For higher volumes of intensified fluid, several manufacturers make reciprocating units. The cross-sectional view and circuit in Figure 17-8 show a typical single-ram intensifier that uses compressed air for power and pumps oil in the high-pressure side. These units often are supplied in a ready-to-run condition as pictured. They may cycle as soon as air is supplied or they may require an external signal to start. Most reciprocating units supply less that 3-gpm maximum at low pressure and slow to a stop at maximum pressure.

To produce higher pressures, some units incorporate more than one air cylinder in series to raise the intensification ratio. These units also come with pressure chambers and rams on both ends to provide a greater volume of high-pressure oil.

Some manufacturers build reciprocating hydraulic-to-hydraulic intensifiers with ratios as high as 20:1 to generate pressures up to 12,000 psi. These units supply small volumes of high-pressure oil from low- to high-pressure input fluids.

Special air-oil units

Several companies manufacture special self-contained air/hydraulic cylinders with integral tanks and intensifiers that produce low-pressure advance, high-pressure work, and low-pressure retract strokes. Externally, they appear to be over-length air cylinders, but they can have output forces as high as 150 tons.

Air-to-air intensifiers

When an application requires a small volume of high-pressure air, try an air-to-air intensifier instead of a high-pressure compressor. The cross-sectional view and circuit in Figure 17-9 shows the makeup of a 2:1 intensifier that can almost double output pressure. Inlet air is delivered to the driving cylinder by a double pilot-operated valve and to the intensifying cylinder through check valves. As the two pistons stroke to the right, the full area of the left piston and the annulus area of the right piston are pushing the right piston’s full area at almost double force. Thus, air exiting the right piston is at about twice input pressure. The discharged air flows through a check valve and on to the high-pressure circuit.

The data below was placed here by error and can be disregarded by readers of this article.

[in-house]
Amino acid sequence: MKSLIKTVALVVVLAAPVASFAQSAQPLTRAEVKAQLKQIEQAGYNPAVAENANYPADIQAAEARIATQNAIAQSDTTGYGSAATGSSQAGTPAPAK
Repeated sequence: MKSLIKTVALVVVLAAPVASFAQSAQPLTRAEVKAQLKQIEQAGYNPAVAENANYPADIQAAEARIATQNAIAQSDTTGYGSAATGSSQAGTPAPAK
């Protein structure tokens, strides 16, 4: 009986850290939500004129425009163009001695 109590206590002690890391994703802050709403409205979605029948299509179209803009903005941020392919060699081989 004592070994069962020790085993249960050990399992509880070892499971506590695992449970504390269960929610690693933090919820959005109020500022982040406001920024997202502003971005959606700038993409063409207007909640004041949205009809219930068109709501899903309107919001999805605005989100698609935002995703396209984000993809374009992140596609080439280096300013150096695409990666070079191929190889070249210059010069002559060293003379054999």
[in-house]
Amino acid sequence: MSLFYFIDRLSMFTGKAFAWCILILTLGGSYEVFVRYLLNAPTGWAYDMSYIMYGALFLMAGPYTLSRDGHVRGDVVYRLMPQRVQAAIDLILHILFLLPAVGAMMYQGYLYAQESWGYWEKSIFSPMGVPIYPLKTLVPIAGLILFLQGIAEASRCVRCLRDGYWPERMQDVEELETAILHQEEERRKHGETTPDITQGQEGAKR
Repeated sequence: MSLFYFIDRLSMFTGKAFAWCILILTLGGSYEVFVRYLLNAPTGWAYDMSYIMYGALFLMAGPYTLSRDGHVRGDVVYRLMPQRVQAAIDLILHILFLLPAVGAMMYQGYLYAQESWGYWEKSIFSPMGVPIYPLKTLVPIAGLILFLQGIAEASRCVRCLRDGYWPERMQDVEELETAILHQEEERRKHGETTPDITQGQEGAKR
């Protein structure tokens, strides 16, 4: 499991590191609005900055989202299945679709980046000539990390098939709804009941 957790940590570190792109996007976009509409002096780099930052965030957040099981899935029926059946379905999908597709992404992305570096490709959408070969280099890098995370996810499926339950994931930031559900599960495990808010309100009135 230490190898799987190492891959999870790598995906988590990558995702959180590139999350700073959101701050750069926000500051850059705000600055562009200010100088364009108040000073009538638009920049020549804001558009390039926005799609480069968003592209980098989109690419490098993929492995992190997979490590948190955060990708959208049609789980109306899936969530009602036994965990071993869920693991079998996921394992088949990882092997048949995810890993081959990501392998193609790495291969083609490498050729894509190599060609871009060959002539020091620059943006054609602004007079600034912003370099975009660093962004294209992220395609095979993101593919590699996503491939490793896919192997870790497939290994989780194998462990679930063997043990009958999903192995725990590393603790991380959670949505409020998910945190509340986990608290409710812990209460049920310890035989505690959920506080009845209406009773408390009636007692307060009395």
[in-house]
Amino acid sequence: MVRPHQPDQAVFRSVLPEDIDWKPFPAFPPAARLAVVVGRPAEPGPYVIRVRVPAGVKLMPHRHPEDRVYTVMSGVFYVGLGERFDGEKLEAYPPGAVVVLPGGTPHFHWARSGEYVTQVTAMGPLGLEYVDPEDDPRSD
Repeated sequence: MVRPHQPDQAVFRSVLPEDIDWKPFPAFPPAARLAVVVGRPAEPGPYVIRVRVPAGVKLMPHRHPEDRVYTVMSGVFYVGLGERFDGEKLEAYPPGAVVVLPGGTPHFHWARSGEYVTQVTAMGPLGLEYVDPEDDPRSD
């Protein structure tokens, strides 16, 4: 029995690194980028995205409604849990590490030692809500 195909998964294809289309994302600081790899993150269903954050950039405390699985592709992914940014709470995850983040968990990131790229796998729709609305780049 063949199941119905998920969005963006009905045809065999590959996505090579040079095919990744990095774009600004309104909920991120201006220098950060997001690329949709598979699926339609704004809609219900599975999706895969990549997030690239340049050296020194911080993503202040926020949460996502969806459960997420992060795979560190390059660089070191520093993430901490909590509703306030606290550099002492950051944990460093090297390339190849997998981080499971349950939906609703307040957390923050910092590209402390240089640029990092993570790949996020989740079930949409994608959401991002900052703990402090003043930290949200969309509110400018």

When the pistons complete their strokes, the one on the right contacts a small integral limit valve that sends a signal to the double pilot-operated valve and shifts it to reverse the pistons’ strokes. The same areas and forces push in this direction but they work against a smaller intensifying area. The intensifier will continue cycling until pressure at the pressure-air outlet port reaches full pressure. At that point, the pistons stall and hold pressure until the downstream pressure drops.

These intensifiers will stroke considerably more slowly at about 80% of their maximum pressure so it is best if the output air pressure is at least 20% above what is required. A regulator at the working machine can control the actual working pressure so less air is wasted.

Intensification ratios and output volumes are functions of piston ratios, bore sizes, and stroke lengths. Outputs up to 250 psi are standard with most manufacturers. Some offer higher pressures. Very high-pressure units use hydraulic cylinders to drive gas cylinders to reach pressures as high as 45,000 psi.

(For more air-oil and intensifier circuit designs, see the author’s upcoming e-book, "Fluid Power Circuits Explained.")